This plant is one of the many medusoid species of Euphorbias from South Africa.
They're called "medusoid" because of a supposed resemblance to Medusa and her hair of snakes, from Greek mythology.
Growth Habit: Like all of the other medusoid Euphorbias, this species has a single squat, central stem, with branches that grow outwards and (usually) curve upwards. In habitat, the stems of this species are very short (~3 cm long), but much longer in cultivation.
Scientific name: Euphorbia gorgonis A. Berger.
Etymology: Generic name from Euphorbus, a first-century A.D. Greek physician. Specific (species) name from the Gorgons, sisters of Medusa.
Taxonomy: Described as Euphorbia gorgonis by Alvin Berger in 1910. This is one of the few Euphorbia species that hasn't been re-described or re-classified, so it's easy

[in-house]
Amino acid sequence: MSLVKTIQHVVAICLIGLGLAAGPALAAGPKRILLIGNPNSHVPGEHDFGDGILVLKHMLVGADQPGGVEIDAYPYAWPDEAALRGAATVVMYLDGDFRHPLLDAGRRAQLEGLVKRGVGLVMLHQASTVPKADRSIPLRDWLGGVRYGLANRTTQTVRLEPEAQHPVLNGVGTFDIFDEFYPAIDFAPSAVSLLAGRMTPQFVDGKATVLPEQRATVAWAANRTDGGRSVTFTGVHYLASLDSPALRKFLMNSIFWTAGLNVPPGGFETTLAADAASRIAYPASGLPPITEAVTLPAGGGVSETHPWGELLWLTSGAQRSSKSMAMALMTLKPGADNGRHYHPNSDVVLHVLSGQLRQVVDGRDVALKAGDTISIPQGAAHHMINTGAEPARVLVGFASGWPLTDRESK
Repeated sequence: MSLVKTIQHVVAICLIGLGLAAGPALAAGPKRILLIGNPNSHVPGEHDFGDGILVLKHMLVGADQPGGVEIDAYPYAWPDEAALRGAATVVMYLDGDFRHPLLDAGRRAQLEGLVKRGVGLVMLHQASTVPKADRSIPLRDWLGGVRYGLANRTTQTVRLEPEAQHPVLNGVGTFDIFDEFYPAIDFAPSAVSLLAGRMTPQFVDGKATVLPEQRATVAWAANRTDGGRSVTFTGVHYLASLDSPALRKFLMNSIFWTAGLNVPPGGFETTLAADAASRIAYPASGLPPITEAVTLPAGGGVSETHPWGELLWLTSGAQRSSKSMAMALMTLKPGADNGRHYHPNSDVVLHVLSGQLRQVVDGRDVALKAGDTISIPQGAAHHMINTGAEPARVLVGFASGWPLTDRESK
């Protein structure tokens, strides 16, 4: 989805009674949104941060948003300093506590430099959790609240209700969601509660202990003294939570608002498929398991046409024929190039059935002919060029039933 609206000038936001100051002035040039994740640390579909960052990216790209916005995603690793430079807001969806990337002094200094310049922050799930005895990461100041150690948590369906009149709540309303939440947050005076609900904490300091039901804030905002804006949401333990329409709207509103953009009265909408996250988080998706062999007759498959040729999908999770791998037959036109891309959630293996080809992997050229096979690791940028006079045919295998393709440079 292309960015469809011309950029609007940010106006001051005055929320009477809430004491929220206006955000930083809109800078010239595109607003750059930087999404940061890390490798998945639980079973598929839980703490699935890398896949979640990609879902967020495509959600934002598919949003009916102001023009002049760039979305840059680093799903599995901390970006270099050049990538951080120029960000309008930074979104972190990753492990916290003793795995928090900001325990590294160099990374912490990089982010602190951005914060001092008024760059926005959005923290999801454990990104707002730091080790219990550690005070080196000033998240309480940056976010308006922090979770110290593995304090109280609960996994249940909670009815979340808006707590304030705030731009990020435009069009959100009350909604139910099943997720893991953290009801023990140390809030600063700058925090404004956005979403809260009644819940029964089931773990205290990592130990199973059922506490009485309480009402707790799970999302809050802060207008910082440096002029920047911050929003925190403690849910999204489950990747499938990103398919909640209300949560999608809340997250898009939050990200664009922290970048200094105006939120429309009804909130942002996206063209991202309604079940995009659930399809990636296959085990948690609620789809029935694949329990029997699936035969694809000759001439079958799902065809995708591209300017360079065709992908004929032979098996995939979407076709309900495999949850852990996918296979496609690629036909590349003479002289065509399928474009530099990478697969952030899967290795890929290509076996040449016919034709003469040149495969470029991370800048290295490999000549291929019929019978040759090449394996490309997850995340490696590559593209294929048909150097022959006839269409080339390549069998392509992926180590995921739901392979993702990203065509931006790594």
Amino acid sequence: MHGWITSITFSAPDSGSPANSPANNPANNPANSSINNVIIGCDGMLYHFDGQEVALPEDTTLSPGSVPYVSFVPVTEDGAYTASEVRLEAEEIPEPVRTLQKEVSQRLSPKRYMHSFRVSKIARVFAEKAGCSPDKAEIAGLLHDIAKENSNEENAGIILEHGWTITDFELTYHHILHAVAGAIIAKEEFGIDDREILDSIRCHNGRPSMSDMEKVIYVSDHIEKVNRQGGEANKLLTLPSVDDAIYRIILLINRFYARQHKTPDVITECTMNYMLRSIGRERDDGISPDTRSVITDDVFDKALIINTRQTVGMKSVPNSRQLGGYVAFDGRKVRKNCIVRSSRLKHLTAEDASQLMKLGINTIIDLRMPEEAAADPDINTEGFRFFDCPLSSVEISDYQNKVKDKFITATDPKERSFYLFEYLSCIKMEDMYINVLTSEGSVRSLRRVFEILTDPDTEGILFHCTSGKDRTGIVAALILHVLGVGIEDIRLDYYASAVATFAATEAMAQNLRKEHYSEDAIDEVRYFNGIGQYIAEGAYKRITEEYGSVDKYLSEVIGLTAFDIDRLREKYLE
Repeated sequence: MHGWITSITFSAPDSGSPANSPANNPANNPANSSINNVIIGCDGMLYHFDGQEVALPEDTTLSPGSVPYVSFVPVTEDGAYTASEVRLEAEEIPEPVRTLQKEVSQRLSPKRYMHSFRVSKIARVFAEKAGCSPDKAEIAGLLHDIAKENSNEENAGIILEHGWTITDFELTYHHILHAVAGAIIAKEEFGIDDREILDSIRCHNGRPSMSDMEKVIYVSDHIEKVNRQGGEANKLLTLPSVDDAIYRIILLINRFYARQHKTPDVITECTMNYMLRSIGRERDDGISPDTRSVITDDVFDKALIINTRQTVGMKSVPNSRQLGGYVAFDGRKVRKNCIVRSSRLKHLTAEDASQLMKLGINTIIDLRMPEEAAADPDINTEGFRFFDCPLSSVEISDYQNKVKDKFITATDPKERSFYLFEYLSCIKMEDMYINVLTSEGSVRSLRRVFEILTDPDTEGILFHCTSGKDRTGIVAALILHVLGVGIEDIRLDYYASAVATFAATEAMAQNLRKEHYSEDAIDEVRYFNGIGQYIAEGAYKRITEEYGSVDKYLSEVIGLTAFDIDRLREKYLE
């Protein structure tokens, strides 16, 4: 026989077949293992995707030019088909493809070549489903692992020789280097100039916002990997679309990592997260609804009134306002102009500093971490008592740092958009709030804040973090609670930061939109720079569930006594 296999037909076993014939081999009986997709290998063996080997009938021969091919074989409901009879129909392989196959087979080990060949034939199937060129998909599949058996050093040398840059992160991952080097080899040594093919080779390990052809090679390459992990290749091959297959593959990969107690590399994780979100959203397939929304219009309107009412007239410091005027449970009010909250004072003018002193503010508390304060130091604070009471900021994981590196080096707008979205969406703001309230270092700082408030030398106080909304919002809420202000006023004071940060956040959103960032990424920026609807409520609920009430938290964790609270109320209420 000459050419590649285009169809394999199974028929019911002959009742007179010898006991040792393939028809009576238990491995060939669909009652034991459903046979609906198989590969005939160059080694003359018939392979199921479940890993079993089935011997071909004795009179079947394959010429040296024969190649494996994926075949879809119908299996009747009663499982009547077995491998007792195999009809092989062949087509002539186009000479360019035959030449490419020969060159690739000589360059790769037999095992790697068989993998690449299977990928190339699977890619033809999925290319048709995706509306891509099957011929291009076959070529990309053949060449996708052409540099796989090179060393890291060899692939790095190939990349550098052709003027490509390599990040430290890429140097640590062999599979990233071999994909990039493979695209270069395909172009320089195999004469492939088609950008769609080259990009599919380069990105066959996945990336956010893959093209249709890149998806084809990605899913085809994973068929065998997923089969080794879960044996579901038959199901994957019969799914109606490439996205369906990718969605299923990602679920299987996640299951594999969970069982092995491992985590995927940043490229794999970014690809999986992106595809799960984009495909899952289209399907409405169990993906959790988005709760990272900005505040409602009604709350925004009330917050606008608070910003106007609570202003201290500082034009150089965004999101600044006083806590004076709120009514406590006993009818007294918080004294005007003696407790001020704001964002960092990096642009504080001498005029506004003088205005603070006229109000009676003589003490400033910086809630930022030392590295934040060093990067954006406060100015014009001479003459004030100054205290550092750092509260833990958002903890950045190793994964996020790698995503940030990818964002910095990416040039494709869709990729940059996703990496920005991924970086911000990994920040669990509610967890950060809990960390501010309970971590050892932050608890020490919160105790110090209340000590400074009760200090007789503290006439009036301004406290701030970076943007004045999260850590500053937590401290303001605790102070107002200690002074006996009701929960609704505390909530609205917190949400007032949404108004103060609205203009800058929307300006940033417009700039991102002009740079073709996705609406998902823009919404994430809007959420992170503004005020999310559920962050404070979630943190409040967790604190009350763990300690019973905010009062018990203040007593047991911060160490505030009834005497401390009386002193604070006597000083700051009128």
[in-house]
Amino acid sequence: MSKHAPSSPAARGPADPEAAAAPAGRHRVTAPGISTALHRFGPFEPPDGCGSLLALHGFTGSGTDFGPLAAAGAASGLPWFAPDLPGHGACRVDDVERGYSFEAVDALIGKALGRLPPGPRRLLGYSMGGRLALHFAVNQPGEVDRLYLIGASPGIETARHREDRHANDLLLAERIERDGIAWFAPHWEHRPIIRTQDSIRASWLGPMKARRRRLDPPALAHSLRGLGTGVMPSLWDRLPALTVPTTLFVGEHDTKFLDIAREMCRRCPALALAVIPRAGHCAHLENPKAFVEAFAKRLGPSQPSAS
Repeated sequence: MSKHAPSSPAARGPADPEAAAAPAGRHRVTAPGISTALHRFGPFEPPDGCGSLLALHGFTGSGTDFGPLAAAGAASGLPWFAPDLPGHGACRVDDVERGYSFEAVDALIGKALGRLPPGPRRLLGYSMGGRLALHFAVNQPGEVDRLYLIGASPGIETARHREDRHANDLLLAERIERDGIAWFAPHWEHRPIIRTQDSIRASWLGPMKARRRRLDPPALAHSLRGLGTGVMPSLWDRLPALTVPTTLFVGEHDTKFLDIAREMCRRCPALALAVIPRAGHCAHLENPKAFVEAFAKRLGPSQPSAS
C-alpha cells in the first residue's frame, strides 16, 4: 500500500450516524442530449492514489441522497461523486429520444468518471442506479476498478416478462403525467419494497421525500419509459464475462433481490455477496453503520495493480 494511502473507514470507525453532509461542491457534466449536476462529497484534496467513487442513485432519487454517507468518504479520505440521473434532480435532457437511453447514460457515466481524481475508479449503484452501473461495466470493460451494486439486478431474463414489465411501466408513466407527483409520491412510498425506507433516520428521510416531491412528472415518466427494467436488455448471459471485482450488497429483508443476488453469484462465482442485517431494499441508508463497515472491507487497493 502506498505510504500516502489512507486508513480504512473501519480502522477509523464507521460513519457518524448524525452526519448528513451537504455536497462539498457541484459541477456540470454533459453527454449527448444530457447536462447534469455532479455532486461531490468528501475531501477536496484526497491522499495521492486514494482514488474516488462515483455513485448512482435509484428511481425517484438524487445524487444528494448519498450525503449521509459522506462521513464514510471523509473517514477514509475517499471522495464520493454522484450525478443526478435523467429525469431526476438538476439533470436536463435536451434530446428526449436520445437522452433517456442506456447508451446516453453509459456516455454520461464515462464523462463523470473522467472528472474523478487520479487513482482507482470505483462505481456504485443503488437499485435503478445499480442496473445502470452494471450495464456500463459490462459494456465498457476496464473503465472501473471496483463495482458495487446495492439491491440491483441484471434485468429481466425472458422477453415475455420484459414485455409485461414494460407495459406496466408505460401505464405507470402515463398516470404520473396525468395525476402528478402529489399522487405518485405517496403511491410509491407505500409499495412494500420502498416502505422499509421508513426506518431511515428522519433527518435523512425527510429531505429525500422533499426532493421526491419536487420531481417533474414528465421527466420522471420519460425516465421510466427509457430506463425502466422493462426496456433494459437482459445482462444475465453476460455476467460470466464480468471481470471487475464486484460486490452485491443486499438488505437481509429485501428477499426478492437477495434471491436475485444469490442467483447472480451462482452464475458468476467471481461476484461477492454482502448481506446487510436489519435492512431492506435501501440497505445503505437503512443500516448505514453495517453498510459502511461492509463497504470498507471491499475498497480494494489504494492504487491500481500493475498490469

Distribution: Eastern Cape of Southern Africa.
Cultivation: The medusoid Euphorbias, including E. gorgonis, have a reputation as being difficult to grow. That's not entirely in keeping with my experience. If you give them as much sun as possible during the summer, then keep them completely dry during the winter, they don't seem that difficult...and certainly easier than some of the shrubby species This particular clone stays in flower from early Spring to early Winter.
Conservation Status: CITES Appendix II - "Trade controlled to avoid use incompatable with species survival"
Similar species: E. pugniformis, E. caput-medusae, E. flanaganii, E. woodii, E. gatbergensis, E. franksiae, E. ernestii.
A pretty unusual pic of Euphorbia gorgonis in habitat:
A more in-depth look at individual succulent species, a new one is added each week.
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